(From this Thursday, a Constitution Bench of the Supreme Court will hear arguments about the constitutionality of the Muslim personal law practices of triple talaq, nikah halala, and polygamy. In this guest post, Praharsh Johorey argues that in doing so, the Court ought to overrule the long-standing precedent of State of Bombay vs Narasu Appa Mali, which exempts personal laws from constitutional scrutiny.)
On the 11th of May, the Supreme Court will begin hearing arguments on the petition concerning – among other things – the constitutionality of the Muslim divorce process commonly known as the ‘Triple Talaq’.
Before the Court, a number of interveners have canvassed a wide range of propositions. In this post, however, I shall focus on the specific issue of “instant Triple Talaq” (where a man can divorce his wife by unilaterally uttering the word “talaq” thrice in succession), and proceed on the assumption that such manner of divorce is illegal and unconstitutional. Now, in order to declare it unconstitutional, the Supreme Court can do one of two things. First, it can adopt a narrow approach in accordance with J. Krishna Iyer’s plea in A. Yousuf Rawther v. Sowramma, and hold that the instant Triple Talaq practice is not part of Muslim Personal Law and therefore excluded from the Muslim Personal Law (Shariat) Application Act, 1937. Second, it can take the broader approach, and subject all personal law to the test of Constitutional validity, and principally determine the constitutional validity of the practice. To take the broad approach, however, it will have to overrule a 1951 Bombay High Court judgement State of Bombay v. Narassu Appa Mali, which held that personal laws are not subject to the rights enumerated under Part III of the Constitution.
In this post, I will be dealing specifically with the Narasu judgement, and the need for the Supreme Court to overrule this deeply problematic constitutional pronouncement.
Narasu Appa Mali
The central question in Narasu related to the validity of the Bombay Prevention of Bigamous Hindu Marriages Act, 1946. The primary contention against the Act was that it was in breach of Articles 14 (Right to Equality) and Article 15 (Prohibition of Discrimination), because the law discriminated between a Hindu and a Muslim male with respect to their respective rights (or lack thereof) to engage in polygamy. Article 25 (Right to Freedom of Religion) was also argued, on grounds that this Act infringed with the right of Hindus to practice polygamy, which was argued as forming part of Hindu custom.
However, under the Constitution only a ‘law’ or a ‘law in force’ as defined in Article 13, which invalidates all laws that are in derogation of fundamental rights, can be subject to the rights under Part III. Therefore prior to examining the aforementioned contentions, the Court undertook to answer the more fundamental question of whether Personal Laws (such as the Act in question) are ‘laws’ or ‘laws in force’ under Article 13.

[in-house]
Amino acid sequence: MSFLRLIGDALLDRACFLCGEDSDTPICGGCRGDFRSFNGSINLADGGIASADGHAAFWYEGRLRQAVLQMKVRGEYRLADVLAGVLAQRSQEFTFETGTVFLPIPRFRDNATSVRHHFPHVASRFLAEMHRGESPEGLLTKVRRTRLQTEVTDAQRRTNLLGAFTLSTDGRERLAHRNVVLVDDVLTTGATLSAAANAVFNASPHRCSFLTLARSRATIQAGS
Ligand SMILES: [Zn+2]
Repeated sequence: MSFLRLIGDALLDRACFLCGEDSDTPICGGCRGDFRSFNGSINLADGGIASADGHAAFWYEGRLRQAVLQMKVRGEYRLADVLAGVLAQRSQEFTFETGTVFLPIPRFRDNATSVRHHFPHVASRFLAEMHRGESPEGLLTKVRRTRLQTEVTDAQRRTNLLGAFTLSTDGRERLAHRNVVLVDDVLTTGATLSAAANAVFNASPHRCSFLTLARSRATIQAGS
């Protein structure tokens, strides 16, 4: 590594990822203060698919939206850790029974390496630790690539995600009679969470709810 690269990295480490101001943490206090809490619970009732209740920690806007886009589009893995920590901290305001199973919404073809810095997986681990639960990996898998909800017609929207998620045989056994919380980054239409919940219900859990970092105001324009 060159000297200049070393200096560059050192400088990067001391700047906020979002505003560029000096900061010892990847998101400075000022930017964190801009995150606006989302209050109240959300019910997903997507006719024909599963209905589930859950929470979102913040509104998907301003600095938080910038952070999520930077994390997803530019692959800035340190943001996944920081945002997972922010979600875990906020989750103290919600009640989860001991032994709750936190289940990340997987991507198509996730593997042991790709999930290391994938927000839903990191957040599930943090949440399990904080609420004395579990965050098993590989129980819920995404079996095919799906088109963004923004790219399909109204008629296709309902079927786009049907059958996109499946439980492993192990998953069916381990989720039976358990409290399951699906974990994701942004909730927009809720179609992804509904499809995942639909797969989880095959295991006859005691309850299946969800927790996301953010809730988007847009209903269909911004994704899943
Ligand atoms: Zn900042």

The Division Bench of C.J. Chagla and J. Ganjendragadkar unanimously answered in the negative, with both judges giving somewhat distinguishable reasoning for their decision. I will examine both separately.
Personal Laws as ‘Laws in Force’
Justice Gajendragadkar’s justification is based on a narrow interpretation of Article 13, stated in paragraphs 19 and 20 of his separate opinion:
‘The expression ‘laws in force’..refers to what may compendiously be described as statutory laws. There is no doubt that laws which are included in this expression must have been passed or made by a Legislature or other competent authority, and unless this test is satisfied it would not be legitimate to include in this expression the personal laws merely on the ground that they are administered by Courts in India.
His argument thus proceeds on two grounds. First, that Article 13(1) only contemplates statutory laws, and second, that personal laws cannot be considered statutory law and are therefore outside the scope of Article 13.
Now, to understand the scope of ‘laws in force’ under Article 13(1), we must first look to Article 13(3)(b), which defines the term:
“… ‘laws in force’ includes laws passed or made by a Legislature or other competent authority in the territory of India before the commencement of this Constitution and not previously repealed, notwithstanding that any such law or any part thereof may not be then in operation either at all or in particular areas.”
Respectfully, J. Gajendragadkar’s interpretation is in direct conflict with the wording of 13(3)(b), as it employs the term ‘includes’ in the definition of the term ‘laws in force’, thereby broadening its scope. J. Agarwal, in P. Kasilingam v. PSG College of Technology states that the word ‘includes’ enlarges the meaning of the expression defined so as to comprehend not only such things as they signify according to their natural import, but also the things as the clause says they shall include. More recently, J. Jain in Bharat Cooperative Bank (Mumbai) v. Employees Union agreed with the dictum of Kasilingam, by holding that ‘includes’ makes the definition enumerative, in that the term defined will retain its ordinary meaning but its scope will be extended to bring within it matters, which in its ordinary meaning may or may not comprise.